I admit I picked up this book because of the cover. I first saw it in the new book display by the circ desk (if you haven’t checked that one out you really should there are a lot of gems there). And everything on the cover of The Watchmaker of Filigree Street has a connection to the story which makes it even cooler. Plus it has really great endpapers. This is Natasha Pulley’s first book and it is a mixture of historical fiction and fantasy.
One of the things I’m always on the look out for is historical fiction set in an under represented time period and location. Elsa Hart’s Jade Dragon Mountain fits both of those categories. This is Hart’s first novel and it is set in 1708 in Yunnan province the border region between China and Tibet.
Reviewed by Jen: The Vintner’s Daughter transports us back to the 1800’s and into vineyard life offering a bit of romance, tragedy and an interesting look into the wine-making process during this time so long ago.
Our patron, who loved this title, recommends the book to readers who like historical fiction/WWII era books, and mentioned that it would be a great choice for book groups.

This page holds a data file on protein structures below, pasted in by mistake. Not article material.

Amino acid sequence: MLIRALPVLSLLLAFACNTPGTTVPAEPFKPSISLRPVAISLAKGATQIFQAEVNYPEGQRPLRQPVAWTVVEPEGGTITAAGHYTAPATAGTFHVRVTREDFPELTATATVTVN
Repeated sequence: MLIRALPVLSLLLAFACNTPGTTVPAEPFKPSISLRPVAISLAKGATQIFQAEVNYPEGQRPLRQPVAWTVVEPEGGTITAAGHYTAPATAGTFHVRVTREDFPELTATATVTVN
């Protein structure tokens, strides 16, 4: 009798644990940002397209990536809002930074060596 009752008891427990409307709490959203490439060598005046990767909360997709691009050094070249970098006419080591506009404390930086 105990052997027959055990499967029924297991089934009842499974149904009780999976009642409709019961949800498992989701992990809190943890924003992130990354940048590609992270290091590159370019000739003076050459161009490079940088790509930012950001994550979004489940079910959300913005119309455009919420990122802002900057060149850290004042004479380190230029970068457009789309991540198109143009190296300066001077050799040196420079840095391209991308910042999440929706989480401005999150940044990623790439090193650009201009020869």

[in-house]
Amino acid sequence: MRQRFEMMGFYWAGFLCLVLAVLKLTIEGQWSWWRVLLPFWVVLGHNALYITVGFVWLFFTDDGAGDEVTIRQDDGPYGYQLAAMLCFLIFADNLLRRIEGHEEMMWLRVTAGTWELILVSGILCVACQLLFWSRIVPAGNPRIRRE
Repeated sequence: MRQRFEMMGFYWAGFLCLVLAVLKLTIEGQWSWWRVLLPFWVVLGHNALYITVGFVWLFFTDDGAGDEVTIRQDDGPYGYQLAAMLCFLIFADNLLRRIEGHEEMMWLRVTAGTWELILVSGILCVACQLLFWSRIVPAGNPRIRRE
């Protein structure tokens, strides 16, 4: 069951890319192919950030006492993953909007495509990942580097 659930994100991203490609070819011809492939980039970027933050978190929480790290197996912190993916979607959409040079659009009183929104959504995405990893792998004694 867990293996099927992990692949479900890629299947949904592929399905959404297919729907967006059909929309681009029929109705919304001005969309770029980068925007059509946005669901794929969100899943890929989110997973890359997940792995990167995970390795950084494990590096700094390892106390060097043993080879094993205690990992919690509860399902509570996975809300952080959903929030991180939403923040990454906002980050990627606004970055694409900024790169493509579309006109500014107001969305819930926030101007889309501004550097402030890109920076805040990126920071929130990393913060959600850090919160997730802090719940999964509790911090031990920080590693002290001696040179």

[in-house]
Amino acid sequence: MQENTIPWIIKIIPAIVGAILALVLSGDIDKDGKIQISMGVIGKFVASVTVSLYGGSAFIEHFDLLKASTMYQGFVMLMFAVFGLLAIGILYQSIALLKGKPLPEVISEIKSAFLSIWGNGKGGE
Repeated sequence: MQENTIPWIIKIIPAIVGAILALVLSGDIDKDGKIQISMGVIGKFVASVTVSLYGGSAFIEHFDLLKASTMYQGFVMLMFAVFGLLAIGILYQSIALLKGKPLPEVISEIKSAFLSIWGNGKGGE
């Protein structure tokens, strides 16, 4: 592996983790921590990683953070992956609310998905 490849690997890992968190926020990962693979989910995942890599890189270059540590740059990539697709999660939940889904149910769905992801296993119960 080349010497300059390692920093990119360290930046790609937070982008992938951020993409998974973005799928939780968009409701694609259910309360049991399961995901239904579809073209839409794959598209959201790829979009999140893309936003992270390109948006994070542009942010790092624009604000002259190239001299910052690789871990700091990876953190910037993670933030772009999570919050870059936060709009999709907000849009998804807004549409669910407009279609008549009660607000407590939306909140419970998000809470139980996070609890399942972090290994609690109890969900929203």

On the surface Perez-Reverte’s The Siege is a historical fiction mystery set in Cadiz, Spain during the siege of that city by a Napoleonic army. However the story has much more depth and complexity than a straight up murder mystery.
If you are like most fans of Hilary Mantel’s Wolf Hall series you’ve been climbing the walls waiting for PBS to release the BBC miniseries (which they’ve been watching in England for months the lucky devils). But there’s a problem you can only watch one episode a week and you’ve already reread Wolf Hall and…
May 7 will be the 100 anniversary of the sinking of the Lusitania (see Chris’s review of Lusitania: Triumph, Tragedy and the End of the Edwardian Age) by German U-20 off the Irish coast. Like a lot of anniversaries of major historical events this one has spawned a lot of books on the subject. Here…